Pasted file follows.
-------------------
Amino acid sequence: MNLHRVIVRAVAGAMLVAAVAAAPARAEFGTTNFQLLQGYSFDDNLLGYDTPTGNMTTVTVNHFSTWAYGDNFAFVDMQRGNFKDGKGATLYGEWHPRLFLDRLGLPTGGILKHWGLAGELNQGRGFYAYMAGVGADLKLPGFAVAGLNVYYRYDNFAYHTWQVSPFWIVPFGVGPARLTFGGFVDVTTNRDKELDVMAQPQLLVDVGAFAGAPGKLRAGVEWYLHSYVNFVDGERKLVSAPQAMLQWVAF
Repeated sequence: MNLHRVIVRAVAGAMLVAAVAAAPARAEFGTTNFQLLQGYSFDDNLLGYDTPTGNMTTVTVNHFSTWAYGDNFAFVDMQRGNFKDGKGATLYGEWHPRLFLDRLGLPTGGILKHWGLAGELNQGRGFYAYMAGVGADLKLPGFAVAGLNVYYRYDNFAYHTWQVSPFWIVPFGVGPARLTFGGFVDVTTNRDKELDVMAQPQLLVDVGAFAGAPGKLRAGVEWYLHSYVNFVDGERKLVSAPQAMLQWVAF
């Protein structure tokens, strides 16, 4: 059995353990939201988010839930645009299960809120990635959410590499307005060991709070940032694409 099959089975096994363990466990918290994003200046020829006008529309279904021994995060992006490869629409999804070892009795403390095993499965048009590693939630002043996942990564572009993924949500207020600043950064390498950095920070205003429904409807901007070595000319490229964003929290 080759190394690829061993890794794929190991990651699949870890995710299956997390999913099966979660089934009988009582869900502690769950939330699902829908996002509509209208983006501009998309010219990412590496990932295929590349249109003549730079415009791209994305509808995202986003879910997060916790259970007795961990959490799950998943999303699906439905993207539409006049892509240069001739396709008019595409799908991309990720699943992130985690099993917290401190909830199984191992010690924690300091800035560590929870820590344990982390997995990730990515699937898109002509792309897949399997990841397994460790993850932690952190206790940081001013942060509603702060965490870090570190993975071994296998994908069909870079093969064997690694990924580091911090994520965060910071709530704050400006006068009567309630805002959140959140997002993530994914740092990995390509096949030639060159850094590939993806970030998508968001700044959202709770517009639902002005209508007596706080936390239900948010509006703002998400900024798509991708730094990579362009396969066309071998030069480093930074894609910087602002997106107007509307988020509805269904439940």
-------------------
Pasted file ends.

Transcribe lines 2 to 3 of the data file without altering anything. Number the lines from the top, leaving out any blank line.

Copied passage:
Repeated sequence: MNLHRVIVRAVAGAMLVAAVAAAPARAEFGTTNFQLLQGYSFDDNLLGYDTPTGNMTTVTVNHFSTWAYGDNFAFVDMQRGNFKDGKGATLYGEWHPRLFLDRLGLPTGGILKHWGLAGELNQGRGFYAYMAGVGADLKLPGFAVAGLNVYYRYDNFAYHTWQVSPFWIVPFGVGPARLTFGGFVDVTTNRDKELDVMAQPQLLVDVGAFAGAPGKLRAGVEWYLHSYVNFVDGERKLVSAPQAMLQWVAF
């Protein structure tokens, strides 16, 4: 059995353990939201988010839930645009299960809120990635959410590499307005060991709070940032694409 099959089975096994363990466990918290994003200046020829006008529309279904021994995060992006490869629409999804070892009795403390095993499965048009590693939630002043996942990564572009993924949500207020600043950064390498950095920070205003429904409807901007070595000319490229964003929290 080759190394690829061993890794794929190991990651699949870890995710299956997390999913099966979660089934009988009582869900502690769950939330699902829908996002509509209208983006501009998309010219990412590496990932295929590349249109003549730079415009791209994305509808995202986003879910997060916790259970007795961990959490799950998943999303699906439905993207539409006049892509240069001739396709008019595409799908991309990720699943992130985690099993917290401190909830199984191992010690924690300091800035560590929870820590344990982390997995990730990515699937898109002509792309897949399997990841397994460790993850932690952190206790940081001013942060509603702060965490870090570190993975071994296998994908069909870079093969064997690694990924580091911090994520965060910071709530704050400006006068009567309630805002959140959140997002993530994914740092990995390509096949030639060159850094590939993806970030998508968001700044959202709770517009639902002005209508007596706080936390239900948010509006703002998400900024798509991708730094990579362009396969066309071998030069480093930074894609910087602002997106107007509307988020509805269904439940």